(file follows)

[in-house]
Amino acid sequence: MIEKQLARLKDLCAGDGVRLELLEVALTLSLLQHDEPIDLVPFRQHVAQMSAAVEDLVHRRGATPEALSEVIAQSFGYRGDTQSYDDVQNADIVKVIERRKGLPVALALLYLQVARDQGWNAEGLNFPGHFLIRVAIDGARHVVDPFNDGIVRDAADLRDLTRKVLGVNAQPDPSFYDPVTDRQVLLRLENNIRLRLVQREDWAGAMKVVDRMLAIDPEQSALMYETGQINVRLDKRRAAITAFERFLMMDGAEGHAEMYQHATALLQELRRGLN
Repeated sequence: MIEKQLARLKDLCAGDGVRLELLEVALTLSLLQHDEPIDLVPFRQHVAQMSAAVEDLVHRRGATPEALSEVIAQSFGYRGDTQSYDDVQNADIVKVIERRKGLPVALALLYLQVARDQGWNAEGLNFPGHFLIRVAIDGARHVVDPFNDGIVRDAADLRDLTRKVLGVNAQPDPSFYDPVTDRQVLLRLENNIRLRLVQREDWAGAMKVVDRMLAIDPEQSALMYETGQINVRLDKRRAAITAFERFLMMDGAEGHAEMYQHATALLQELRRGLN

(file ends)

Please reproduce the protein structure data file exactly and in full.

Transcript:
[in-house]
Amino acid sequence: MIEKQLARLKDLCAGDGVRLELLEVALTLSLLQHDEPIDLVPFRQHVAQMSAAVEDLVHRRGATPEALSEVIAQSFGYRGDTQSYDDVQNADIVKVIERRKGLPVALALLYLQVARDQGWNAEGLNFPGHFLIRVAIDGARHVVDPFNDGIVRDAADLRDLTRKVLGVNAQPDPSFYDPVTDRQVLLRLENNIRLRLVQREDWAGAMKVVDRMLAIDPEQSALMYETGQINVRLDKRRAAITAFERFLMMDGAEGHAEMYQHATALLQELRRGLN
Repeated sequence: MIEKQLARLKDLCAGDGVRLELLEVALTLSLLQHDEPIDLVPFRQHVAQMSAAVEDLVHRRGATPEALSEVIAQSFGYRGDTQSYDDVQNADIVKVIERRKGLPVALALLYLQVARDQGWNAEGLNFPGHFLIRVAIDGARHVVDPFNDGIVRDAADLRDLTRKVLGVNAQPDPSFYDPVTDRQVLLRLENNIRLRLVQREDWAGAMKVVDRMLAIDPEQSALMYETGQINVRLDKRRAAITAFERFLMMDGAEGHAEMYQHATALLQELRRGLN